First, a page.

stock_a = stock_market + np.round(np.random.normal(scale=1, size=num_samples))
stock_b = np.array(random.choices(range(10), k=num_samples))
stock_c = 10-1*(stock_market + np.round(np.random.normal(scale=1, size=num_samples)))
def cov(x, y):
    return np.sum((x-x.mean())*(y-y.mean()))/(len(x)-1)
fig, axs = plt.subplots(nrows=1, ncols=3, sharey=True, figsize=(15, 5))
axs[0].plot(years, stock_market)
axs[0].plot(years, stock_a)
axs[0].set_xlabel("Positive covariance")
axs[0].text(2001,9,'Covariance: ' + str(round(cov(stock_market, stock_a), 2)), fontsize=18)
axs[1].plot(years, stock_market)
axs[1].plot(years, stock_b)
axs[1].set_xlabel("Near zero covariance")
axs[1].text(2001,9,'Covariance: ' + str(round(cov(stock_market, stock_b), 2)), fontsize=18)
axs[2].plot(years, stock_market)
axs[2].plot(years, stock_c)
axs[2].set_xlabel("Negative covariance")
axs[2].text(2001,9,'Covariance: ' + str(round(cov(stock_market, stock_c), 2)), fontsize=18)


Covariance matrices

We use the covariance to calculate the entries in a covariance matrix. The covariance matrix is a symmetric square matrix where \(C_{i,j} = \sigma(x_i, x_j)\). This means that the diagonals are \(C_{i,i} = \sigma(x_i, x_i)\), which is just the variance of that variable. If we put our data into a matrix \(X\in\mathbb{R}^{n×d}\), we can calculate the covariance matrix with \(C = \frac{XX^T}{n-1}\)

In Python, you can do matrix multiplication with the @ symbol.

def covariance_matrix(X):
    n = X.shape[1]
    return (X @ X.T) / (n-1)

Back to PCA

Now that we’ve talked about covariance, let’s go back to our sample dataset and calculate the covariance matrix.

cov_mat = covariance_matrix(X)
array([[8.39573893, 6.19090878],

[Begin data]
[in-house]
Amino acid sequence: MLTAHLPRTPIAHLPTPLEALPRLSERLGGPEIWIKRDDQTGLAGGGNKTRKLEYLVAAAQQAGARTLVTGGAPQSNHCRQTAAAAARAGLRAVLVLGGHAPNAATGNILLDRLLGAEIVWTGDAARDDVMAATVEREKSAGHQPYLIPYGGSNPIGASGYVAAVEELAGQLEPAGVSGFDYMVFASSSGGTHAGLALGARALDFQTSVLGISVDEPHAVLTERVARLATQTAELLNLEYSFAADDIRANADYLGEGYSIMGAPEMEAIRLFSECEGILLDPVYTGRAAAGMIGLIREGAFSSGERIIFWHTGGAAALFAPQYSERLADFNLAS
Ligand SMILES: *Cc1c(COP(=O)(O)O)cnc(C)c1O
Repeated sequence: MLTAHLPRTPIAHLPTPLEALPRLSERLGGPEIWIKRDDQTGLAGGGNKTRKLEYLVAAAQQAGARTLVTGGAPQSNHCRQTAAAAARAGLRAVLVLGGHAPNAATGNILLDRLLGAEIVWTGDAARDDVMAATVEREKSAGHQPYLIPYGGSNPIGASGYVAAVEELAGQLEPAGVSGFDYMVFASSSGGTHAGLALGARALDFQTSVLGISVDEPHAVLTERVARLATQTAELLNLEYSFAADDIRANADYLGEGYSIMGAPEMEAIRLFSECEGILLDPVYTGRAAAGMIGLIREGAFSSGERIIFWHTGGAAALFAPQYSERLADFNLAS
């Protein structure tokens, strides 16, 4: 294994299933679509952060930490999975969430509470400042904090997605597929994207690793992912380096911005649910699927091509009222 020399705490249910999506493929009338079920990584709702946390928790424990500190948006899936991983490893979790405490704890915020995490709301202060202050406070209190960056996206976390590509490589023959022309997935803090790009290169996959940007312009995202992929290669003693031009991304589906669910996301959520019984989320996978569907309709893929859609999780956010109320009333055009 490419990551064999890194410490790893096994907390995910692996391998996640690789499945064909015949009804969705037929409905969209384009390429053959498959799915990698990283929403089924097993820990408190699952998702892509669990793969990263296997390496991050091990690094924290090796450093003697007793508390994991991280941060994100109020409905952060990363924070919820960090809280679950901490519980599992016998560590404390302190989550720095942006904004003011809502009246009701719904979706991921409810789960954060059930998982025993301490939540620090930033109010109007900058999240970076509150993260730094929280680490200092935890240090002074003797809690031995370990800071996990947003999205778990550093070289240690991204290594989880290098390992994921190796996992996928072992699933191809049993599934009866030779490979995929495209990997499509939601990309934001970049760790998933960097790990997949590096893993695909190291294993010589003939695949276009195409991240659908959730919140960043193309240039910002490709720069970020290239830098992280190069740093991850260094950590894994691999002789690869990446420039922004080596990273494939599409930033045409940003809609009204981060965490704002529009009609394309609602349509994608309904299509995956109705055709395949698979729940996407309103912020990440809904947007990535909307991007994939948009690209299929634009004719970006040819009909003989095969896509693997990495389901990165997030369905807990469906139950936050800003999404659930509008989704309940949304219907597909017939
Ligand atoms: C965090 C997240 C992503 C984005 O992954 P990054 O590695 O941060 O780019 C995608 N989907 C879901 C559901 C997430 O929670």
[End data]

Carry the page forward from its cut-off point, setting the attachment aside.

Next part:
[6.19090878, 8.57494881]])

Now we extract the eigenvalues and eigenvectors from the matrix.

e_vals, e_vecs = np.linalg.eig(cov_mat)
print("Eigenvalues: ", e_vals)
print("Eigenvectors: ", e_vecs)
Eigenvalues:  [ 2.29378667 14.67690107]
Eigenvectors:  [[-0.71220507 -0.70197147]
 [ 0.70197147 -0.71220507]]

How do we know which eigenvector is which principal component? For that, we look to the eigenvalues. The square root of the eigenvalue tells us the magnitude of that axis, so the higher eigenvalue will correspond to the first principal component.

Let’s find the first principal component.

sorted_vals = sorted(e_vals, reverse=True)
index = [sorted_vals.index(v) for v in e_vals]
i = np.argsort(index)
sorted_vecs = e_vecs[:,i]

Now we extract the principal components.

pc1 = sorted_vecs[:, 0]
pc2 = sorted_vecs[:, 1]

The loadings are the eigenvectors weighted by the square root of the eigenvalues.

\[Loadings = Eigenvectors \sqrt{Eigenvalues}\]

Let’s find those.

loading1 = np.sqrt(sorted_vals[0]) * pc1
loading2 = np.sqrt(sorted_vals[1]) * pc2

Now we’ll plot the original data along with the first principal component. The first principal component is in the direction of the most variance of the data, so it should go up and to the right along with the data. Note that the direction (which end the arrow is pointing) of the principal component doesn’t matter, so down and to the left would be correct as well.

scale_factor = -2
fig, ax = plt.subplots()
ax.plot(X[0,:], X[1,:], 'bo')
ax.arrow(0, 0, scale_factor*loading1[0], scale_factor*loading1[1], head_width=0.8)
plt.title('First principal component')


This is exactly what we were looking for. Now let’s project the data onto the first principal component.

proj_mat = pc1.reshape(2,1) @ pc1.reshape(1,2)
X_projected = proj_mat @ X
fig, ax = plt.subplots()
ax.plot(X_projected[0,:], X_projected[1,:],'bo')
ax.arrow(0, 0, scale_factor*loading1[0], scale_factor*loading1[1], head_width=0.8)


We clearly have a lot of the variance, but not all of it. How much did we lose? Let’s calculate how much of the variance can be explained with this projection.

var_exp1 = sorted_vals[0]/sum(sorted_vals)
f'We explained {var_exp1:.1%} of the variance using only the first principal component.'
'We explained 86.5% of the variance using only the first principal component.'

We have both principal components, so just to check our work, let’s plot the second and see that it makes sense. It should be:

  • Smaller in magnitude than the first
  • Orthogonal to the first principal component
  • In the direction of the maximum remaining variance
scale_factor = -2
fig, ax = plt.subplots()
ax.plot(X[0,:], X[1,:], 'bo')
ax.arrow(0, 0, scale_factor*loading1[0], scale_factor*loading1[1], head_width=0.8)
ax.arrow(0, 0, scale_factor*loading2[0], scale_factor*loading2[1], head_width=0.8)
plt.title('Both principal components')


Looks good!